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Thursday, October 18, 2012 - 12:00pm

Bi-State Bike Summit in Augusta

Updated: 2 years ago.
Georgia and South Carolina will hold the nation’s first bi-state bike conference this month in Augusta. Organizers say cities in both states are seeing a biking renaissance. the summit will be the first since the Georgia Department of Transportation adopted the Complete Streets approach last month. That means the DOT will now also look at the needs of bikers and pedestrians when designing roads, unlike the design of this intersection in Dalton (in photo).

Georgia and South Carolina will hold the nation’s first bi-state bike conference this month in Augusta. Organizers say cities in both states are seeing a biking renaissance.

The Georgia-lina Bike Summit will include panels on bike safety, traffic laws and ways to boost the number of women who cycle.

Brent Buice is with Georgia Bikes, an advocacy group. He says the number of local biking groups in Georgia and South Carolina is soaring.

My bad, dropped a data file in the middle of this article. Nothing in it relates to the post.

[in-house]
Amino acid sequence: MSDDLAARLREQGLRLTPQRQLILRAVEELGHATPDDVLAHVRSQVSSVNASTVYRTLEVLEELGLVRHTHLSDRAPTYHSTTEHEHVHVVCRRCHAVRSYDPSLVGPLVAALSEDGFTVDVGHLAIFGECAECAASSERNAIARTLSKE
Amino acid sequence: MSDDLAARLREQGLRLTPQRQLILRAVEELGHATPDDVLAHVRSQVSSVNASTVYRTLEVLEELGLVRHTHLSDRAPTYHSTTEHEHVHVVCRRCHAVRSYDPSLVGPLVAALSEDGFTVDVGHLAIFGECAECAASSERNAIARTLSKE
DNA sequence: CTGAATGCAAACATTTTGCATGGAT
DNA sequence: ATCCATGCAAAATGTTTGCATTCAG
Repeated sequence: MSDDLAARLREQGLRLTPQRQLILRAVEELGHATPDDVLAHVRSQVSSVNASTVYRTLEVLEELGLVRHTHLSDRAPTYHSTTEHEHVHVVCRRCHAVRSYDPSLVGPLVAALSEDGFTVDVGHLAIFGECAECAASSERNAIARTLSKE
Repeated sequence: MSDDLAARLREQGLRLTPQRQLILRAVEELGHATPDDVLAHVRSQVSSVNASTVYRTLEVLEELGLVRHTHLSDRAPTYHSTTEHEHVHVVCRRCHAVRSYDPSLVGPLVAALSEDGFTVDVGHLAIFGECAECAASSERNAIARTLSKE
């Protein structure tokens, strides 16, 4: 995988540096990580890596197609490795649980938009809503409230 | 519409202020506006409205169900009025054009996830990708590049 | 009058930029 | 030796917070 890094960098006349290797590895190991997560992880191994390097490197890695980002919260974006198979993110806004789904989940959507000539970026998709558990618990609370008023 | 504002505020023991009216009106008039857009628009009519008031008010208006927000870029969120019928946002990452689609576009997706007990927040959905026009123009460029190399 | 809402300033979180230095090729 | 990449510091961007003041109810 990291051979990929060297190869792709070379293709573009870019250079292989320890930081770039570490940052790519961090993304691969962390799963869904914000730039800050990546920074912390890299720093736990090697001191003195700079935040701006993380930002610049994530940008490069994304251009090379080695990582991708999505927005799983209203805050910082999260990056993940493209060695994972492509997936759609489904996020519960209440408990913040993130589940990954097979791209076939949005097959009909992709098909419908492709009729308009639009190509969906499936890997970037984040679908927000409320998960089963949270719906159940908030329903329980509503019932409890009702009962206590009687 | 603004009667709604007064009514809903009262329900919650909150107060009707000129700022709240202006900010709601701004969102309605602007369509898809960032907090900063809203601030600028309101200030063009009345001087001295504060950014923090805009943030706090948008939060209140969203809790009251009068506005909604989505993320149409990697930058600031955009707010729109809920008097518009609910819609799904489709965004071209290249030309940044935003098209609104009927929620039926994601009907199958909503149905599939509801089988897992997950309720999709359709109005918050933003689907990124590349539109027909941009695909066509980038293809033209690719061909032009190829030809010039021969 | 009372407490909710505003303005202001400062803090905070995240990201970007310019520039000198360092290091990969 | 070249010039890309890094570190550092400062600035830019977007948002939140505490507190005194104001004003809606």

Buice says the summit will be the first since the Georgia Department of Transportation adopted the Complete Streets approach last month. That means the DOT will now also look at the needs of bikers and pedestrians when designing roads.

And he says that’s a watershed moment and hopefully the start of something larger.

“What we really need is places like Athens and Augusta and Savannah and other communities like Macon and Columbus to adopt Complete Streets policies which would lead to a real transformation of accommodating people and not just motor vehicles in the design of their roads," he said.

Buice says DOT officials will be at the summit to talk about the Complete Streets policy.

The number of local cycling groups in both states is on the rise, and Buice says the conference will encourage their efforts.

“Some are literally just getting on their feet right now," he said. "They are completely volunteer, but it’s a core group of residents in places like Albany and Rome who really believe and know that making their communities more bike-friendly is valuable, important, has economic benefits, has health benefits – it’s just win-win-win down the line. But they feel isolated and they’re not sure how to start.”

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